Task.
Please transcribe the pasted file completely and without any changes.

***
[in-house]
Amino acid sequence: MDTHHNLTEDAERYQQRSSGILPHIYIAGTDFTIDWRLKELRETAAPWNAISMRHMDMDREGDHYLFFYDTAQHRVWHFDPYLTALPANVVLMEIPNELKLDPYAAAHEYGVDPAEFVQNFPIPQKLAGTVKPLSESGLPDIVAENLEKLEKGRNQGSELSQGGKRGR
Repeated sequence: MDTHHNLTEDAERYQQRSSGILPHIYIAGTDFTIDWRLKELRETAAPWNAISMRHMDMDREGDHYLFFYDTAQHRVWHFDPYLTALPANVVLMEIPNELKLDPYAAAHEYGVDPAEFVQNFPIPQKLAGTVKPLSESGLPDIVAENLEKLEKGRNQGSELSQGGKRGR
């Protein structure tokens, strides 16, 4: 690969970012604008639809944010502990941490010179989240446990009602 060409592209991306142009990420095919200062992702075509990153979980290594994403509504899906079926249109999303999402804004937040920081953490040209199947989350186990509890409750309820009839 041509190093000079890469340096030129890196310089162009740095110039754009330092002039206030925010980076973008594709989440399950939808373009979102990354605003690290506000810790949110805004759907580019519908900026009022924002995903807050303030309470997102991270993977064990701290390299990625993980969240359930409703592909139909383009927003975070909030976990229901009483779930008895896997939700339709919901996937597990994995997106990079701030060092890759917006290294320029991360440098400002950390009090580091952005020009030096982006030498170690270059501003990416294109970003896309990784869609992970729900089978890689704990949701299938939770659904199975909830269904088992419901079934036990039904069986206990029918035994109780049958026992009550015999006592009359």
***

[in-house]
Amino acid sequence: MDTHHNLTEDAERYQQRSSGILPHIYIAGTDFTIDWRLKELRETAAPWNAISMRHMDMDREGDHYLFFYDTAQHRVWHFDPYLTALPANVVLMEIPNELKLDPYAAAHEYGVDPAEFVQNFPIPQKLAGTVKPLSESGLPDIVAENLEKLEKGRNQGSELSQGGKRGR
Repeated sequence: MDTHHNLTEDAERYQQRSSGILPHIYIAGTDFTIDWRLKELRETAAPWNAISMRHMDMDREGDHYLFFYDTAQHRVWHFDPYLTALPANVVLMEIPNELKLDPYAAAHEYGVDPAEFVQNFPIPQKLAGTVKPLSESGLPDIVAENLEKLEKGRNQGSELSQGGKRGR
């Protein structure tokens, strides 16, 4: 690969970012604008639809944010502990941490010179989240446990009602 060409592209991306142009990420095919200062992702075509990153979980290594994403509504899906079926249109999303999402804004937040920081953490040209199947989350186990509890409750309820009839 041509190093000079890469340096030129890196310089162009740095110039754009330092002039206030925010980076973008594709989440399950939808373009979102990354605003690290506000810790949110805004759907580019519908900026009022924002995903807050303030309470997102991270993977064990701290390299990625993980969240359930409703592909139909383009927003975070909030976990229901009483779930008895896997939700339709919901996937597990994995997106990079701030060092890759917006290294320029991360440098400002950390009090580091952005020009030096982006030498170690270059501003990416294109970003896309990784869609992970729900089978890689704990949701299938939770659904199975909830269904088992419901079934036990039904069986206990029918035994109780049958026992009550015999006592009359």